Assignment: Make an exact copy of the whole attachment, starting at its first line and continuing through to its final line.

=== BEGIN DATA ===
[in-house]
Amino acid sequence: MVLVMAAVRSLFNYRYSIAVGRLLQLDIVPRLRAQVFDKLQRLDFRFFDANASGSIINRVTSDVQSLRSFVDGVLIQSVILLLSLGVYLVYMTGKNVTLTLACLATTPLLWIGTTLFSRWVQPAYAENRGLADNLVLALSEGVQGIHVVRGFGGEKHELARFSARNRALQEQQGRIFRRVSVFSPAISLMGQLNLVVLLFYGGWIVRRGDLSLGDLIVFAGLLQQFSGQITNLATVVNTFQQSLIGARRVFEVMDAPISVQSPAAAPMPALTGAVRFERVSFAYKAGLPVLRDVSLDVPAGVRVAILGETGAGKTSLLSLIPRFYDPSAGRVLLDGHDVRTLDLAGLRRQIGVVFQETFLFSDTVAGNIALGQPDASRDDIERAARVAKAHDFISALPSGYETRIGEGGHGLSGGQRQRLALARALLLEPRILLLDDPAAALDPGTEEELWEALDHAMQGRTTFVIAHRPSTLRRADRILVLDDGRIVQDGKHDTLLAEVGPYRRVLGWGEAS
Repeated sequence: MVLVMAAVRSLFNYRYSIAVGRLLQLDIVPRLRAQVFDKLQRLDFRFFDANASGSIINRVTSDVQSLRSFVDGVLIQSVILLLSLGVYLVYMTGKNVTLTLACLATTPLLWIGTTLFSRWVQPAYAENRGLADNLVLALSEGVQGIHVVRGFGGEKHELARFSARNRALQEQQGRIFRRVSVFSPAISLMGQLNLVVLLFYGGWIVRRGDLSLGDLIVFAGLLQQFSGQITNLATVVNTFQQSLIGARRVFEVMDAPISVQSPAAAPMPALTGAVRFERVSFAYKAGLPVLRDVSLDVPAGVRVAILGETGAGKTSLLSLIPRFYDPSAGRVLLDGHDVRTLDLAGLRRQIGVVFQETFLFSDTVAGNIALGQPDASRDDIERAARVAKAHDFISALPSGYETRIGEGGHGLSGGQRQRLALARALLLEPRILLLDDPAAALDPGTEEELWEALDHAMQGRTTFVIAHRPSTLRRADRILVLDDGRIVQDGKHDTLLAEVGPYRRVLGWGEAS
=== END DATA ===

[in-house]
Amino acid sequence: MVLVMAAVRSLFNYRYSIAVGRLLQLDIVPRLRAQVFDKLQRLDFRFFDANASGSIINRVTSDVQSLRSFVDGVLIQSVILLLSLGVYLVYMTGKNVTLTLACLATTPLLWIGTTLFSRWVQPAYAENRGLADNLVLALSEGVQGIHVVRGFGGEKHELARFSARNRALQEQQGRIFRRVSVFSPAISLMGQLNLVVLLFYGGWIVRRGDLSLGDLIVFAGLLQQFSGQITNLATVVNTFQQSLIGARRVFEVMDAPISVQSPAAAPMPALTGAVRFERVSFAYKAGLPVLRDVSLDVPAGVRVAILGETGAGKTSLLSLIPRFYDPSAGRVLLDGHDVRTLDLAGLRRQIGVVFQETFLFSDTVAGNIALGQPDASRDDIERAARVAKAHDFISALPSGYETRIGEGGHGLSGGQRQRLALARALLLEPRILLLDDPAAALDPGTEEELWEALDHAMQGRTTFVIAHRPSTLRRADRILVLDDGRIVQDGKHDTLLAEVGPYRRVLGWGEAS
Repeated sequence: MVLVMAAVRSLFNYRYSIAVGRLLQLDIVPRLRAQVFDKLQRLDFRFFDANASGSIINRVTSDVQSLRSFVDGVLIQSVILLLSLGVYLVYMTGKNVTLTLACLATTPLLWIGTTLFSRWVQPAYAENRGLADNLVLALSEGVQGIHVVRGFGGEKHELARFSARNRALQEQQGRIFRRVSVFSPAISLMGQLNLVVLLFYGGWIVRRGDLSLGDLIVFAGLLQQFSGQITNLATVVNTFQQSLIGARRVFEVMDAPISVQSPAAAPMPALTGAVRFERVSFAYKAGLPVLRDVSLDVPAGVRVAILGETGAGKTSLLSLIPRFYDPSAGRVLLDGHDVRTLDLAGLRRQIGVVFQETFLFSDTVAGNIALGQPDASRDDIERAARVAKAHDFISALPSGYETRIGEGGHGLSGGQRQRLALARALLLEPRILLLDDPAAALDPGTEEELWEALDHAMQGRTTFVIAHRPSTLRRADRILVLDDGRIVQDGKHDTLLAEVGPYRRVLGWGEAS